Another Look at Coffee Futures in the Short Term

By: Ray Tato | Tue, May 22, 2007
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Ever since the December 2006 price high was made in the short term for the nearby coffee futures, the price of coffee has fallen a steady 23.5 % to 103.25. And, as I wrote back in March 2007, A Head & Shoulders Reversal Top was 'within striking distance of being met', and I asked the question,'Will we meet the objective?'. Well, the answer is yes, we met the May Futures price of 108.3 and the July Futures price of 111.95 as well. With that said, if you would turn to Chart #1, notice how the weakness in coffee has carved out a well defined price channel, displaying a series of lower and lower lows and lower and lower highs, the definition of a price trend. If you look closer at the chart above, notice that this Trend-Channel has been intact for more than 21 weeks, denying all rally attempts thus far.

Question: Could the rally up from the May 1st short term low shown in Chart #1, eventually become an intermediate term rally? And if so, what would be a possible catalyst? Well, if you look to Chart # 2, notice that the upper boundary line of the Channel has been penetrated, and that I have labeled a Head & Shoulders Bottom with an upside price target of 114.05 per the July Futures. This bullish price is just above another potential neckline at 114.00, of second and larger Head & Shoulders Bottom. So, with the high so far at 113.50 combined with the weakness implied with the Key Reversal we had on Friday, any pullback we get, could form the fifth and final point necessary for a larger Right Shoulder. If this should happen, could support play a roll in managing price weakness. And if so, how low would price have to travel before finding support?

Well, the first level of support is at the 'fail-safe-trend-line' shown above in Chart # 2. This is a traders support line, and if the price objective of 114.05 has not been met, and price starts to dip into this line, this is a warning to start looking to take cover. The next line of support is the neckline below the price. This line slopes up at an angle to meet tomorrows price bar at 109.50. If this support line is tested and holds, a possible right shoulder for a larger and more bullish H&S Bottom could then form like I said above. With that being said, what about the internal characteristics of volume and open interest?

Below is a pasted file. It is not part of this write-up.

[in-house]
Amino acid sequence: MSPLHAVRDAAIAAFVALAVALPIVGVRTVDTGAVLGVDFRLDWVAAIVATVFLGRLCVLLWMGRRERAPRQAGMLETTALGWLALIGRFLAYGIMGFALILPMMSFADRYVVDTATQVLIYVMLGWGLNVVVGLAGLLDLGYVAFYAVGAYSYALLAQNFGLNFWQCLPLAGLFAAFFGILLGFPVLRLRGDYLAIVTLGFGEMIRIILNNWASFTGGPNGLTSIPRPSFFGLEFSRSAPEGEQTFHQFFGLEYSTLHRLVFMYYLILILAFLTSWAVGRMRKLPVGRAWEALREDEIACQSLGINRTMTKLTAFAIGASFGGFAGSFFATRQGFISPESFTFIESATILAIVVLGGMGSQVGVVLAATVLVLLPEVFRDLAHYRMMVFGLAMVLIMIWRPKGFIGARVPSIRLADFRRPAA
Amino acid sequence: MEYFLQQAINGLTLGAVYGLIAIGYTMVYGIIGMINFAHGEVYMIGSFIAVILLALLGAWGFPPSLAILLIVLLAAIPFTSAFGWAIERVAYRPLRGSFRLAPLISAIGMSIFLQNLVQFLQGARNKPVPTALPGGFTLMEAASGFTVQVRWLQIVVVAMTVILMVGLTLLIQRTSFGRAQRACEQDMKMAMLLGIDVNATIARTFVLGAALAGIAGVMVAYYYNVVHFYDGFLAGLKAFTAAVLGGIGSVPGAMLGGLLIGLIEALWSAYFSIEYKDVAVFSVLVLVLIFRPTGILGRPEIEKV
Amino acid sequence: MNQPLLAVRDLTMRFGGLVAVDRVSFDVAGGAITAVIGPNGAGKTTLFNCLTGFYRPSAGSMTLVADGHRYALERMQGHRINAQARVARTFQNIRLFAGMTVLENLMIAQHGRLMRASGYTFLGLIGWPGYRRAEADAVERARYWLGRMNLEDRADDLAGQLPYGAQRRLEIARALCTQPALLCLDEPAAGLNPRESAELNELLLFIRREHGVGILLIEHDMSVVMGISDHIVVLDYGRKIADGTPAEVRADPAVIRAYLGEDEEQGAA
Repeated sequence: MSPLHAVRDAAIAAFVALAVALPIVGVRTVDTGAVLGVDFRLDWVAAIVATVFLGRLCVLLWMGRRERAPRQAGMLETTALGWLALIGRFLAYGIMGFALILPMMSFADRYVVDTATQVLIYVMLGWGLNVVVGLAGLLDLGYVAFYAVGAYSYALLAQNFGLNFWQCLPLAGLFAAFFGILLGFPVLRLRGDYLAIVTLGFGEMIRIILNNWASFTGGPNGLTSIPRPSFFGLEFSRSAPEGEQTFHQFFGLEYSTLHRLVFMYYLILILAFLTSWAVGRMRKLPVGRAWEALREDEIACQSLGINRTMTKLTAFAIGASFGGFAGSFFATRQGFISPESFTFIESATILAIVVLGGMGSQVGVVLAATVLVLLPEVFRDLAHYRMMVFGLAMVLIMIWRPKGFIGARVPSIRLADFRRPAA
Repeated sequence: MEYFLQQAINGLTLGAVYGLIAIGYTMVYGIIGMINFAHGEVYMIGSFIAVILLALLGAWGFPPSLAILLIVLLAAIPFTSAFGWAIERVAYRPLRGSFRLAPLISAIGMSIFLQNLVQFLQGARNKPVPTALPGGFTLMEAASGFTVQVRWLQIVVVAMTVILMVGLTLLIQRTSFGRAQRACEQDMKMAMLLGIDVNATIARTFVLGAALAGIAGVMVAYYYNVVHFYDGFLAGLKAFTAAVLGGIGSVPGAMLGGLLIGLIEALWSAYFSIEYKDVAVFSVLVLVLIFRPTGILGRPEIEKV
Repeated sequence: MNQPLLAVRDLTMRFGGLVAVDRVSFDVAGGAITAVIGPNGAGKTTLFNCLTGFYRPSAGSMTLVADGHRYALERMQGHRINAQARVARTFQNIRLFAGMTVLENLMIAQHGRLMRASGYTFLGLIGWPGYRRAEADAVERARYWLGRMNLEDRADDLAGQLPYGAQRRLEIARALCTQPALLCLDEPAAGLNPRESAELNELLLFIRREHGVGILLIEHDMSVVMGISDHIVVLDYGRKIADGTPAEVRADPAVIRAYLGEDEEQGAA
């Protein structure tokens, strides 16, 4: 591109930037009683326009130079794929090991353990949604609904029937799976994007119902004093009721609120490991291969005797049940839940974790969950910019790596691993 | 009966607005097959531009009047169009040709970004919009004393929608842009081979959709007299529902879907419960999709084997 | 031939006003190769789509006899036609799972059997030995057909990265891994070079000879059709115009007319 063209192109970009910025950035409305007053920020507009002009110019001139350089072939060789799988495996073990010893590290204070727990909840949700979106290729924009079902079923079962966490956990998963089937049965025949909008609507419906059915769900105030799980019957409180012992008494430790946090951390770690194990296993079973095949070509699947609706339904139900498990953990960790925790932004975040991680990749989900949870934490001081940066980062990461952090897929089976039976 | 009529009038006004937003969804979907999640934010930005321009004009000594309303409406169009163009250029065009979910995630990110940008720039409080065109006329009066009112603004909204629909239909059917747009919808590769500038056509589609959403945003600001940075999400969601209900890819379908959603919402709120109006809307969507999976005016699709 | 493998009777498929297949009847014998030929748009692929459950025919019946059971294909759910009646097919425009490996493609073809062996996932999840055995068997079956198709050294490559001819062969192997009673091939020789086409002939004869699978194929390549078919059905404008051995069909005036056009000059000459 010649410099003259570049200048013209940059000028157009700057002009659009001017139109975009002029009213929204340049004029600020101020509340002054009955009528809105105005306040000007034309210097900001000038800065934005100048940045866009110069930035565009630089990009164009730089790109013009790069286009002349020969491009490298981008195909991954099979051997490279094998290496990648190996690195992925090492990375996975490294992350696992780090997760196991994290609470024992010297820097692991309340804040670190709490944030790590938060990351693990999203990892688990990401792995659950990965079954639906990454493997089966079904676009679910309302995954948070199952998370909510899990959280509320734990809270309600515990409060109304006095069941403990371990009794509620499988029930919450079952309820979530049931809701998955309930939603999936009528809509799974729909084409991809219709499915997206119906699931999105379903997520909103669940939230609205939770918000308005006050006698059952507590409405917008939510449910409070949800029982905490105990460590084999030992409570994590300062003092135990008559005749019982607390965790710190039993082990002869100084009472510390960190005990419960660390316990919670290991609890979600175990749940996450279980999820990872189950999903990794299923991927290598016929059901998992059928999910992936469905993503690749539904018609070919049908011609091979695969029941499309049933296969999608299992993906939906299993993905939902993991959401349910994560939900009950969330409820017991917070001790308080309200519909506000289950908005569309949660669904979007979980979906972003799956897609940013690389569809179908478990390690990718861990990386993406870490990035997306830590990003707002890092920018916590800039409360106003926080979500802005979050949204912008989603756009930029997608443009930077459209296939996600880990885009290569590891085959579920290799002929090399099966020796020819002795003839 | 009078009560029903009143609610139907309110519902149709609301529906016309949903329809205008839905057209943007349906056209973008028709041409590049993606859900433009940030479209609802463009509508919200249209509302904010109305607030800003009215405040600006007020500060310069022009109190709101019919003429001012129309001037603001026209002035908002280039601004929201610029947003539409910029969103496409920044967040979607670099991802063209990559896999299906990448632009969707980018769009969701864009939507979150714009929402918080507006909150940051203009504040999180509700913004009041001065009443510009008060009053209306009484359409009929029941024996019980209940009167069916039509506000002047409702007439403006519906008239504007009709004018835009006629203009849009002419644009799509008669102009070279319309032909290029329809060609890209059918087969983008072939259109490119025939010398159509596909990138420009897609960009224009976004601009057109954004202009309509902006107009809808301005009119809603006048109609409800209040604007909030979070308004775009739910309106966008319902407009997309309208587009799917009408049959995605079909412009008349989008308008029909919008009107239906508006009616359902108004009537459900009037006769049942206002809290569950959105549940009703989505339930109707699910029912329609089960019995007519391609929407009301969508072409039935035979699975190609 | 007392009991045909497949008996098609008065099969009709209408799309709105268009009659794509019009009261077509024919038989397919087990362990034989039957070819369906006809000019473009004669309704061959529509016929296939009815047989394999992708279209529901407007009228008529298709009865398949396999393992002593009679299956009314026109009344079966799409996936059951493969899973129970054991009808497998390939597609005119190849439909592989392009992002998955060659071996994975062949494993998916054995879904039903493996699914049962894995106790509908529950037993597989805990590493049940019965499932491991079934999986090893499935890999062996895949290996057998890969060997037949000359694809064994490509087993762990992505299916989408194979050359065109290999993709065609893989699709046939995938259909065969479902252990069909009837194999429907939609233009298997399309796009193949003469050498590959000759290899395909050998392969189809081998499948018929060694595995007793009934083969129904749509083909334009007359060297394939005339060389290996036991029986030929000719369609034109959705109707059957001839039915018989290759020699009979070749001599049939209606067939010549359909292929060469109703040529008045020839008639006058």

Looking at Chart #3, notice that the chart displays a total of seven well defined price rally's that shows whether each price bounce was on net short covering or not. For instance, the first rally in December was not on short covering, but was representative of traders adding to their long positions. When the price started to go lower, any traders 'caught' long were forced to 'cover', and this provided the 'fuel' necessary to establish a new lower low. Once this new low was made, the next rally starts, and traders begin to cover or add to their positions. As the the process continues, sooner or later a catalyst will upset the balance and a new trend will commence. In this particular case, when looking at the July Futures, the May 1st low in price to the May 18th high, had a Open Interest increase of 13,672 contracts. And, when comparing this OI gain to the other six rally's, the seventh rally in May had more than twice as much OI gain percentage-wise and in nominal terms than to all the others. So, could this have been the catalyst needed to change the short-term trend in coffee futures? Maybe. Or, could it be a combination of factors, like A Fibonacci Turn Date of 21 Weeks on May 4th,... or the Seventh Rally in a Downward Price Channel,...or, maybe it was the Lower Boundary line of an Intermediate Term Price Pattern that acted as major support? We will see!



Author: Ray Tato

Ray Tato

Disclaimer: Ray Tato or the Apprentice Technicians Outlook will take no responsibility for the accuracy of these source charts for price and time comparisons. They are the representations of an outside agency. I did not create the original content, supply the data needed or generate the original source charts for public viewing. I only try to convey what I see as a technical analyst. Nowhere in this abstract is there any indication to trade or invest. This piece is for educational as well as theoretical practice only. This is an exercise, and can in no way be viewed as a reason to put ones capital at risk. I do not advise you to trade based on this report.

Bio: Ray is an independent analyst and investor who began his education in the financial markets in 1985 by working on the floor of the Chicago Board of Trade. In 1999 Ray began his Technical Analysis studies at the Chicago Mercantile Exchange where he became a classical bar chartist. Along with charting, Ray like to study cycles and wave theory and mostly follows the DJIA. In his spare time, Ray plays blues on the harmonica. Ray lives in Chicago.

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